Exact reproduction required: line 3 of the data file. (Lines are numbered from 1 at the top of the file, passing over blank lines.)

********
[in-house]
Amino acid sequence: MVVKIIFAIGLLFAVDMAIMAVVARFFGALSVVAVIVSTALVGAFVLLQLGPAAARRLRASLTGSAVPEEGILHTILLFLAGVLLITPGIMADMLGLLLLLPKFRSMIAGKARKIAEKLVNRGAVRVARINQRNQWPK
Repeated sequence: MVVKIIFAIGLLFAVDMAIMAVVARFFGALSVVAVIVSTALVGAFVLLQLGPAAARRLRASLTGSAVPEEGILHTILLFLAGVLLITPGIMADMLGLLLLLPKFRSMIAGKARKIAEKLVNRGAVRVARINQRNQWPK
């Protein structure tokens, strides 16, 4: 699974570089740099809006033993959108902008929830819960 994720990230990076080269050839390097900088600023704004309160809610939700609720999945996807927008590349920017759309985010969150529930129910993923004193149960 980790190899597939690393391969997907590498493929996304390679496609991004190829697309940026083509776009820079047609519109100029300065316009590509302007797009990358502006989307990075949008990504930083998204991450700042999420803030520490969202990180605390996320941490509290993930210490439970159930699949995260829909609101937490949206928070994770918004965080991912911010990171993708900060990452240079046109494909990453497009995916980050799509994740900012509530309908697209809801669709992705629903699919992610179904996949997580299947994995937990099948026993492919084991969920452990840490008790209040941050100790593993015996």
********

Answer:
Repeated sequence: MVVKIIFAIGLLFAVDMAIMAVVARFFGALSVVAVIVSTALVGAFVLLQLGPAAARRLRASLTGSAVPEEGILHTILLFLAGVLLITPGIMADMLGLLLLLPKFRSMIAGKARKIAEKLVNRGAVRVARINQRNQWPK